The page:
How to grow and care for banana trees
Name: macadamia, Macadamia integrifolia, Macadamia tetraphylla
Height: up to 20m, although most home varieties reach only 2–4m, with dwarf varieties available that grow only 1–2m, which are perfect for pots
Foliage: evergreen glossy foliage.
Climate: a tropical tree that grows well in all frost -free climates, although extra protection is required in cold climates during establishment.
Soil: prefers a well-drained soil enriched with compost and manure. Avoid artificial fertilisers unless they are designed for New Zealand natives.
Position: full sun, protected from strong winds.
Flowering and fruiting: strings (also known as panicles) of white or pink fluffy flowers are produced in spring, followed by the nuts, which develop over several months. Nuts are ready to harvest when the shells begin to crack.
Feeding: apply a fertiliser specifically developed for New Zealand natives, in early spring.
Watering: shallow-rooted tree, so water regularly, especially during dry hot weather, and mulch to conserve soil moisture.
A large evergreen tree with glossy leaves, macadamia is a stunning shade tree with striking tassels of flowers in spring. It can be a little fussy to get started, but once established will be a valuable ornamental and edible tree. Macadamia is not a fast cropping plant, but it will be worth the wait, producing nuts in 5–10 years, with full production expected in 15–20 years.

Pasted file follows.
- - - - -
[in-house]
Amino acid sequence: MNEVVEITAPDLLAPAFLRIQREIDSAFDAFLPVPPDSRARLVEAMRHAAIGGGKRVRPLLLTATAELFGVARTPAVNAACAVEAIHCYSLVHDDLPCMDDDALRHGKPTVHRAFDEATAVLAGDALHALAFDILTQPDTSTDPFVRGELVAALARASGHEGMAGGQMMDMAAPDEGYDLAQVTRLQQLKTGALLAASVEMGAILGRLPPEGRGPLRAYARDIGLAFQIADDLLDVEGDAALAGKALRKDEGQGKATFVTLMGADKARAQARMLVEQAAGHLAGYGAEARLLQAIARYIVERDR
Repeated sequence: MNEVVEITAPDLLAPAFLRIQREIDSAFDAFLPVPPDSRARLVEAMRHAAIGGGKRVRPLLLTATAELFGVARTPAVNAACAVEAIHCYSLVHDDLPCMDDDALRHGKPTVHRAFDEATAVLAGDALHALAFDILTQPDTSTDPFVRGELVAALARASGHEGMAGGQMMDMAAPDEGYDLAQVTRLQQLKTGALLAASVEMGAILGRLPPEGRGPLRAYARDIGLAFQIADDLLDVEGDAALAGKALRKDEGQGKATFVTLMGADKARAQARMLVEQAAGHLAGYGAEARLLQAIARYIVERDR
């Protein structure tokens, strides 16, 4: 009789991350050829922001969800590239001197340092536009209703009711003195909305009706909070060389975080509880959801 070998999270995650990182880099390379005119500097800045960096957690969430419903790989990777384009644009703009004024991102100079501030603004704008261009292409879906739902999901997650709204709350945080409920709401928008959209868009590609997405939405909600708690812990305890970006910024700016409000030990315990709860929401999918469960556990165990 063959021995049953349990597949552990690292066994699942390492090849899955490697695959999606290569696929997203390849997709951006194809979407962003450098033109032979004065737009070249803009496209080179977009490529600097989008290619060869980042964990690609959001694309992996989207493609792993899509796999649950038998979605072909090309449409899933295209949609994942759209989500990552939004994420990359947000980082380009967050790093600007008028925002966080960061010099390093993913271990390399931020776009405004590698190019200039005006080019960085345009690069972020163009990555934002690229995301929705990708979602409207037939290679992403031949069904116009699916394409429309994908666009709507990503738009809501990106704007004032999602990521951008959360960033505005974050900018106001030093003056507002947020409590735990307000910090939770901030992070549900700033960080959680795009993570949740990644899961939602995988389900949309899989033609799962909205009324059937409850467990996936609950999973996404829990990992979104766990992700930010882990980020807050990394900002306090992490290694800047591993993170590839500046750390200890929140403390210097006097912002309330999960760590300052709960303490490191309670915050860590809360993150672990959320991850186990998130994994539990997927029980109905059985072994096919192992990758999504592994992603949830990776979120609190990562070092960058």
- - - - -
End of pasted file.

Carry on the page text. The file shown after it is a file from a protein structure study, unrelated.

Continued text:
While there is no doubt that macadamias are delicious nuts, the tree itself is also suitable for home gardens as a lush shade tree or hedge, creating a verdant evergreen screen with stunning strings (panicles) of flowers in spring, followed by up to 10kg of nuts per tree from autumn to late spring.
The macadamia is a shallow-rooted tree, so regular watering is required, especially during the first few years and in dry hot weather. Once established, water weekly from spring to autumn. Mulch to conserve soil moisture.
An New Zealand native related to banksia and grevillea, the macadamia is sensitive to some fertilisers. Always use a fertiliser designed specifically for native plants. Improve soil at planting time with compost and decomposed manure. Apply a slow-release native fertiliser in early spring, followed by liquid applications of fish and seaweed solutions periodically during summer to ensure the tree has ample nutrients while setting its crop.
Regular pruning is not required. Instead, prune only when required to control shape or height.
Depending on your climate, macadamia can be relatively pest-free. To protect it, encourage beneficial insects to the garden, such as parasitic wasps to prevent nut borers and weevils becoming a problem in tropical and sub-tropical areas. If you do get an infestation of pests, try Yates Success or Eco Neem.
Macadamia can be propagated by grafting or seed.
Growing macadamia from seed
Grafting and budding
Grafting and budding is an advanced technique of propagation which is usually done onto the rootstock of Macadamia tetraphylla, the most climate-tolerant species of macadamia, and the least fussy. Once the graft or bud has taken on the rootstock, remove all shoots that grow beneath the graft to encourage the top growth to flourish.
Almond: a popular backyard nut tree related to peaches.
Chestnut: a valuable shade tree with an abundant harvest.
Hazelnut: easy to grow and suited to gardens of all sizes.
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